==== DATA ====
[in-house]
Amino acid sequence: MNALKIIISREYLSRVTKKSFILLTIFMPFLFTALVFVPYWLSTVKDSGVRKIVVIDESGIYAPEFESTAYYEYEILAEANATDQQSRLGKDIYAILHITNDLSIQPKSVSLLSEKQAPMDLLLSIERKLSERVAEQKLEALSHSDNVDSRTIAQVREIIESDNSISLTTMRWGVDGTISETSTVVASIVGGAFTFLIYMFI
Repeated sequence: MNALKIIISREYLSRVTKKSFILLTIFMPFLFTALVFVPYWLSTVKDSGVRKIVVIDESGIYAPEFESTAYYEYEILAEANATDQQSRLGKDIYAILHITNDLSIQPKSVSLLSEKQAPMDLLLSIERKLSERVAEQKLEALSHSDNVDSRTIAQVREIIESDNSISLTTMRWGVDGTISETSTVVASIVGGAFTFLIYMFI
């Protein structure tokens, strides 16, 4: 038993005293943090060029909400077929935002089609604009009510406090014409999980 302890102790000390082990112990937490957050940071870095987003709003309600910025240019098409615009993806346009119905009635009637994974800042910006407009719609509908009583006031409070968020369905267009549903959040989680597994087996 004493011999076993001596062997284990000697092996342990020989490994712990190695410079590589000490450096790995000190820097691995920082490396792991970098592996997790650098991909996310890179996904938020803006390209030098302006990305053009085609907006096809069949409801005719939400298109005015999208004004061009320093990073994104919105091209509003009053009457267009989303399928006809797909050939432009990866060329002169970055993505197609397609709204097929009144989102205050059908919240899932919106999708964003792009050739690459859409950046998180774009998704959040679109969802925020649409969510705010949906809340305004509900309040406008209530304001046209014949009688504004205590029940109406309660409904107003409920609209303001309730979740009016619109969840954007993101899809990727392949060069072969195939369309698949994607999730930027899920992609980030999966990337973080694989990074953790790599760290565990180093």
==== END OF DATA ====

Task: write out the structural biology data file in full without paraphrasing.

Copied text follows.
[in-house]
Amino acid sequence: MNALKIIISREYLSRVTKKSFILLTIFMPFLFTALVFVPYWLSTVKDSGVRKIVVIDESGIYAPEFESTAYYEYEILAEANATDQQSRLGKDIYAILHITNDLSIQPKSVSLLSEKQAPMDLLLSIERKLSERVAEQKLEALSHSDNVDSRTIAQVREIIESDNSISLTTMRWGVDGTISETSTVVASIVGGAFTFLIYMFI
Repeated sequence: MNALKIIISREYLSRVTKKSFILLTIFMPFLFTALVFVPYWLSTVKDSGVRKIVVIDESGIYAPEFESTAYYEYEILAEANATDQQSRLGKDIYAILHITNDLSIQPKSVSLLSEKQAPMDLLLSIERKLSERVAEQKLEALSHSDNVDSRTIAQVREIIESDNSISLTTMRWGVDGTISETSTVVASIVGGAFTFLIYMFI
């Protein structure tokens, strides 16, 4: 038993005293943090060029909400077929935002089609604009009510406090014409999980 302890102790000390082990112990937490957050940071870095987003709003309600910025240019098409615009993806346009119905009635009637994974800042910006407009719609509908009583006031409070968020369905267009549903959040989680597994087996 004493011999076993001596062997284990000697092996342990020989490994712990190695410079590589000490450096790995000190820097691995920082490396792991970098592996997790650098991909996310890179996904938020803006390209030098302006990305053009085609907006096809069949409801005719939400298109005015999208004004061009320093990073994104919105091209509003009053009457267009989303399928006809797909050939432009990866060329002169970055993505197609397609709204097929009144989102205050059908919240899932919106999708964003792009050739690459859409950046998180774009998704959040679109969802925020649409969510705010949906809340305004509900309040406008209530304001046209014949009688504004205590029940109406309660409904107003409920609209303001309730979740009016619109969840954007993101899809990727392949060069072969195939369309698949994607999730930027899920992609980030999966990337973080694989990074953790790599760290565990180093």